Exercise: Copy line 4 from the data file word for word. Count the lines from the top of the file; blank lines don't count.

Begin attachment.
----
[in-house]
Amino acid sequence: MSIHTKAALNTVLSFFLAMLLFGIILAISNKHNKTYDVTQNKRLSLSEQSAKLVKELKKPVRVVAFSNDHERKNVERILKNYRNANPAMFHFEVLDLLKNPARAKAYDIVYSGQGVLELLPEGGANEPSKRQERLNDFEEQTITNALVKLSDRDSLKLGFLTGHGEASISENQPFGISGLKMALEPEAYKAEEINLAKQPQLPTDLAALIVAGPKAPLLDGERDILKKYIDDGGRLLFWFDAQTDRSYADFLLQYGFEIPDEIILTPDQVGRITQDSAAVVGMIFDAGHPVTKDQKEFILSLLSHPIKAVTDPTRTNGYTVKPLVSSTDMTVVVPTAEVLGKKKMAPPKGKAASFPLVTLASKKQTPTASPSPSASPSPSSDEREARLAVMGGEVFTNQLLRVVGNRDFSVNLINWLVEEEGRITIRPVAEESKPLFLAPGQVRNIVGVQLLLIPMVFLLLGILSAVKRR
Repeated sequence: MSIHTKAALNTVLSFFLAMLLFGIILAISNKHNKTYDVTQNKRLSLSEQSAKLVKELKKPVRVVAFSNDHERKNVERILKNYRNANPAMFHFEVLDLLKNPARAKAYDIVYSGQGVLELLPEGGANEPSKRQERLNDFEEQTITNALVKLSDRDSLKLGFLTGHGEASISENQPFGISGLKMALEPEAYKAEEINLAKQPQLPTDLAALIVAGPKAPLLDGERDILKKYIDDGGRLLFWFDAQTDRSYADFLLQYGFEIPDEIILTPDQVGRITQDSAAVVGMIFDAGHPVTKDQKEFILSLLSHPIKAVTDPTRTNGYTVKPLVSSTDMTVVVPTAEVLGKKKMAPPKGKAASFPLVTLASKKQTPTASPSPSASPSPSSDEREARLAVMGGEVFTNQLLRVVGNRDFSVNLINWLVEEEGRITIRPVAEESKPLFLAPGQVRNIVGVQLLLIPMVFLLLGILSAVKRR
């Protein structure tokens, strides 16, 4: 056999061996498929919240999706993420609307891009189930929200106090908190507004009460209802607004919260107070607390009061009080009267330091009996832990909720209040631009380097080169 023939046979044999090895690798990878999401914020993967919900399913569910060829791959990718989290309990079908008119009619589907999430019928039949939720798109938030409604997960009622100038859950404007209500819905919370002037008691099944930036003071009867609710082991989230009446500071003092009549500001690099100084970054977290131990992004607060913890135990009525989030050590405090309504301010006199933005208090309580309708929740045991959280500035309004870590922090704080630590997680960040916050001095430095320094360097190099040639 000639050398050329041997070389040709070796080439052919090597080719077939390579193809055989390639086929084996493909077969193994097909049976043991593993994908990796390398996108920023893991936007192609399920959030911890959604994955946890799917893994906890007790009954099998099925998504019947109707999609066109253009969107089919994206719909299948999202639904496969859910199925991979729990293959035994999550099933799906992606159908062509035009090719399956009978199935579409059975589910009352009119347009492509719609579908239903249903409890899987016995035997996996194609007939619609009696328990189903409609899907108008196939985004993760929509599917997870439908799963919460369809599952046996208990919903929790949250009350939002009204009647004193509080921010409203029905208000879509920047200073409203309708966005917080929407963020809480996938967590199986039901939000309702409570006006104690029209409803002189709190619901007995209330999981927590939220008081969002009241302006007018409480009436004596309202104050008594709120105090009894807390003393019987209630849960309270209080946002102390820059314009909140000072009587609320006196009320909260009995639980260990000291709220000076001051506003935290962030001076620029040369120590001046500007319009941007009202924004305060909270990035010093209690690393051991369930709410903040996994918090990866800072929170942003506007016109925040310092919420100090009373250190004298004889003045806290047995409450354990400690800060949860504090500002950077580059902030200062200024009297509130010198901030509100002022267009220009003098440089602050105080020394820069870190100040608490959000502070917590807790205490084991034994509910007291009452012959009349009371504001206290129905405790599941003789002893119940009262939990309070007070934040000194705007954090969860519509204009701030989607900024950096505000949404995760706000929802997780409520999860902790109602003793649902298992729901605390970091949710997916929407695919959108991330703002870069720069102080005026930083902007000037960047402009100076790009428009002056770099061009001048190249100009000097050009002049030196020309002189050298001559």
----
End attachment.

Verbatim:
């Protein structure tokens, strides 16, 4: 056999061996498929919240999706993420609307891009189930929200106090908190507004009460209802607004919260107070607390009061009080009267330091009996832990909720209040631009380097080169 023939046979044999090895690798990878999401914020993967919900399913569910060829791959990718989290309990079908008119009619589907999430019928039949939720798109938030409604997960009622100038859950404007209500819905919370002037008691099944930036003071009867609710082991989230009446500071003092009549500001690099100084970054977290131990992004607060913890135990009525989030050590405090309504301010006199933005208090309580309708929740045991959280500035309004870590922090704080630590997680960040916050001095430095320094360097190099040639 000639050398050329041997070389040709070796080439052919090597080719077939390579193809055989390639086929084996493909077969193994097909049976043991593993994908990796390398996108920023893991936007192609399920959030911890959604994955946890799917893994906890007790009954099998099925998504019947109707999609066109253009969107089919994206719909299948999202639904496969859910199925991979729990293959035994999550099933799906992606159908062509035009090719399956009978199935579409059975589910009352009119347009492509719609579908239903249903409890899987016995035997996996194609007939619609009696328990189903409609899907108008196939985004993760929509599917997870439908799963919460369809599952046996208990919903929790949250009350939002009204009647004193509080921010409203029905208000879509920047200073409203309708966005917080929407963020809480996938967590199986039901939000309702409570006006104690029209409803002189709190619901007995209330999981927590939220008081969002009241302006007018409480009436004596309202104050008594709120105090009894807390003393019987209630849960309270209080946002102390820059314009909140000072009587609320006196009320909260009995639980260990000291709220000076001051506003935290962030001076620029040369120590001046500007319009941007009202924004305060909270990035010093209690690393051991369930709410903040996994918090990866800072929170942003506007016109925040310092919420100090009373250190004298004889003045806290047995409450354990400690800060949860504090500002950077580059902030200062200024009297509130010198901030509100002022267009220009003098440089602050105080020394820069870190100040608490959000502070917590807790205490084991034994509910007291009452012959009349009371504001206290129905405790599941003789002893119940009262939990309070007070934040000194705007954090969860519509204009701030989607900024950096505000949404995760706000929802997780409520999860902790109602003793649902298992729901605390970091949710997916929407695919959108991330703002870069720069102080005026930083902007000037960047402009100076790009428009002056770099061009001048190249100009000097050009002049030196020309002189050298001559």